The Kurzweil K2600 is still probably the best sampler and has the best real instrument sounds around but it is probably far beyond what you are willing to pay and far beyond your requirements.

Failing that the Korg XD5 as a module can be picked up fairly cheap on ebay. I have one of these. The piano sound is a bit pants (sounds like a slightly better version of the M1 keyboard), the strings, choir and pad type sounds are fairly good. The Pipe Organ sound is also amazing. If that is all you are going to use it for, that would maybe be your thing. There is only one useable lead sound on it but if you don't normally play keyboards, I doubt you would play keyboard solos.

Software synths amy also be another thing to concider for recordings. These things vary in quality immensely.

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Guest lime ruined my life
Not interested in samples and all that stuff' date=' .........................................................................................................................................

but basically would like something that can make good quality string section/synth sounds (the usual) etc.

Dan[/quote']

for a start, if you want good quality life like strings, the only option is a sampling synth. Wavetable synthesis, and the triton series of keyboards, both suggested above, are "sampling synthesis"

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I was thinking of something along the lines of the microkorg?

I would avoid subtractive synths (analogue or analogue emulations) because they have a very characteristic sound and most of them are pretty awful at producing decent pads/string sounds - they are more suited to plasticky/computery sounding synth leads and bass sounds.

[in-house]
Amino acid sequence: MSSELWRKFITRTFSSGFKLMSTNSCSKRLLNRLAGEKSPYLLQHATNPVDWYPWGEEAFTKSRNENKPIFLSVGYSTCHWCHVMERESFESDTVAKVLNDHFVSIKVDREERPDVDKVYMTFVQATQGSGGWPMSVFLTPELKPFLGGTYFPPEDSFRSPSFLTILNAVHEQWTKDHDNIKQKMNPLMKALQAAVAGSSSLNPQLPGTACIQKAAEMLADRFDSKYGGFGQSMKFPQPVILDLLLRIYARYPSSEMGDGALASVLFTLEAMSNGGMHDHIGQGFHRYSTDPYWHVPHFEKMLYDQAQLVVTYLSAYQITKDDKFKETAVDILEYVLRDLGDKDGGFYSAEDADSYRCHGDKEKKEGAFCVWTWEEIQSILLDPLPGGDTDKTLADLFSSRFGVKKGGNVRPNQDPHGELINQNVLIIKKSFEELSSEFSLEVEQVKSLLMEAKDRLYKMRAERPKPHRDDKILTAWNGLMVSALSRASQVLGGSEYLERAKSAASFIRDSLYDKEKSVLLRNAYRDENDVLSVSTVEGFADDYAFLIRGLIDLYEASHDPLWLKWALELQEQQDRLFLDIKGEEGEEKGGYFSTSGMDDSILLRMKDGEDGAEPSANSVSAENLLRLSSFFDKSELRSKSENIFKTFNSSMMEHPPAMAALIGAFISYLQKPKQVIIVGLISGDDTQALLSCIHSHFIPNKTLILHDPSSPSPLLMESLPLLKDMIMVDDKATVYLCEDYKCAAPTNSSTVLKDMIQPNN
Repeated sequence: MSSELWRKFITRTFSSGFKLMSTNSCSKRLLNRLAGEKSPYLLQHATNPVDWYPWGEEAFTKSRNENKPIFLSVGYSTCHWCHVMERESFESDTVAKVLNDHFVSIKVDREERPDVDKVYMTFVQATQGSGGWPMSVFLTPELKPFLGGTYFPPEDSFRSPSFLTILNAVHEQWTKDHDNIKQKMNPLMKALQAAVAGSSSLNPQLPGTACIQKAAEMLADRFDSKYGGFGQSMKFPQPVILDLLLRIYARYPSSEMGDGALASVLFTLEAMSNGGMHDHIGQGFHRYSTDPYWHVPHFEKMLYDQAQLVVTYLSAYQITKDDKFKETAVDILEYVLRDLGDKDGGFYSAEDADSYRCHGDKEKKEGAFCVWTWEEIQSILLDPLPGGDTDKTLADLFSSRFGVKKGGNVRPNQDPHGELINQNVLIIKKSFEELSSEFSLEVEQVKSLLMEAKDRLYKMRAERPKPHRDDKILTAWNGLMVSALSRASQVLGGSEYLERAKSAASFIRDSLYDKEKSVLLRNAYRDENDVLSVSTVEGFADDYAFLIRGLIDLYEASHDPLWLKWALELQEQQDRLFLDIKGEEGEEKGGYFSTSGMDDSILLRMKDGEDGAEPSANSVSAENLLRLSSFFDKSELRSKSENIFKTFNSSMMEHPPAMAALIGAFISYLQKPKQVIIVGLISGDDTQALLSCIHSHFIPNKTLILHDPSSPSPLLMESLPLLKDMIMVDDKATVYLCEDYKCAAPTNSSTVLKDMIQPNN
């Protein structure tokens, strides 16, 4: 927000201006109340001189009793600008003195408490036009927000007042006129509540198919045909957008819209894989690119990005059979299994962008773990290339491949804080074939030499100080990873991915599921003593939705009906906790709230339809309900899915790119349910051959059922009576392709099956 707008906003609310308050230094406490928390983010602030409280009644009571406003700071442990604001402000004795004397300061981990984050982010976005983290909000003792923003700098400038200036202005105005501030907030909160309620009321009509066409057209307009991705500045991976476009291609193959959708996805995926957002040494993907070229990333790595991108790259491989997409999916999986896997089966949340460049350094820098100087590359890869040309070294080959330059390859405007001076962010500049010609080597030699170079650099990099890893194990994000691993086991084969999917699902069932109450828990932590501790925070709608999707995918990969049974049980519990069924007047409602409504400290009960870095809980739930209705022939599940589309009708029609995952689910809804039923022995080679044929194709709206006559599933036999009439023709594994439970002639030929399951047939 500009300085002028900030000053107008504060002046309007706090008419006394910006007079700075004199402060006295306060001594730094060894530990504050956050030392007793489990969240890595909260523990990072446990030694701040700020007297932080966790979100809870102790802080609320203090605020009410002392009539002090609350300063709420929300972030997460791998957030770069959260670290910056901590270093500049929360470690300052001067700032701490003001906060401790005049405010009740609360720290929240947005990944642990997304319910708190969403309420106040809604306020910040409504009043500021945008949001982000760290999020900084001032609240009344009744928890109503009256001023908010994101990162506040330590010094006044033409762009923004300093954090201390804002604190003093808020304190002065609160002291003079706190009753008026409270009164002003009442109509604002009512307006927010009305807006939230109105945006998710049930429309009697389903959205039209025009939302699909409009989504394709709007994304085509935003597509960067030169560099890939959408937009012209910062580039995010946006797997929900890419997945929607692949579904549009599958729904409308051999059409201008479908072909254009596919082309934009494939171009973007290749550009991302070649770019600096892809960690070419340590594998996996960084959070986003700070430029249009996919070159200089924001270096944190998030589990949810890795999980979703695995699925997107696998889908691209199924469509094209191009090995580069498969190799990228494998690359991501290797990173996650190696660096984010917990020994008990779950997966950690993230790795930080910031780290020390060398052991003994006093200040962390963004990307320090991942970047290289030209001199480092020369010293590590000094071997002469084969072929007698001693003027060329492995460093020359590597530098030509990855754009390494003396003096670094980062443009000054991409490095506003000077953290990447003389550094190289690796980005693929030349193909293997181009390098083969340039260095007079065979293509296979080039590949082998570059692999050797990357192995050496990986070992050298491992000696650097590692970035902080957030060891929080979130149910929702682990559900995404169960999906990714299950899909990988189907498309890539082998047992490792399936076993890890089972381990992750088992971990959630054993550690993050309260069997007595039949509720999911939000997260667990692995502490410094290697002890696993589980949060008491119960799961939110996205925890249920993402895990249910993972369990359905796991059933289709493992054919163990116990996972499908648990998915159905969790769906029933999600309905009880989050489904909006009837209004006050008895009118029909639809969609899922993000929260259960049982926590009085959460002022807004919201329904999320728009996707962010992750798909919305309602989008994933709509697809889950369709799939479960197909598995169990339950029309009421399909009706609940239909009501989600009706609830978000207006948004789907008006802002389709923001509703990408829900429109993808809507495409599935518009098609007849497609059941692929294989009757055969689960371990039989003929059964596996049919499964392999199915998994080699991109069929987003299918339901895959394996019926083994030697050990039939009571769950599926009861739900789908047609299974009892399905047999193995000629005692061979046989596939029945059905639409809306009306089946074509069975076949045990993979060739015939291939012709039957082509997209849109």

The best idea is find some shop that will let you try out a few different things hands on.

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Microkorgs are very so and so from people I know who have owned them they have a lot of limitations and restrictions and you can get bored of them reeeeeally quickly.

Also if you don't want to sound like your ripping off the killers I suggest you avoid using the presets. Modify the sounds to suit your needs. If you want presets just get a fancy keyboard.

I naturally recommend a Nord and to be fair you can get one off of e-bay at a reasonable price.

I have a microkorg and it's very useful although admittedly not great for synth strings sounds. I have made some ace sounds from modifying though. Funny what you say about the Killers and presets, b.14 is the exact sound for Somebody Told Me.

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Guest lime ruined my life
I was thinking of something along the lines of the microkorg?

as i said above, strings need sampling

microkorg.

strings = no

general use = yes

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The string and orchestral sounds on my Korg XD5 are good although could do with more variations. I am not an expert with keyboards but I have a feeling that this keyboard might be the best value around at the moment, second hand. I heard less than 80 for the module on ebay.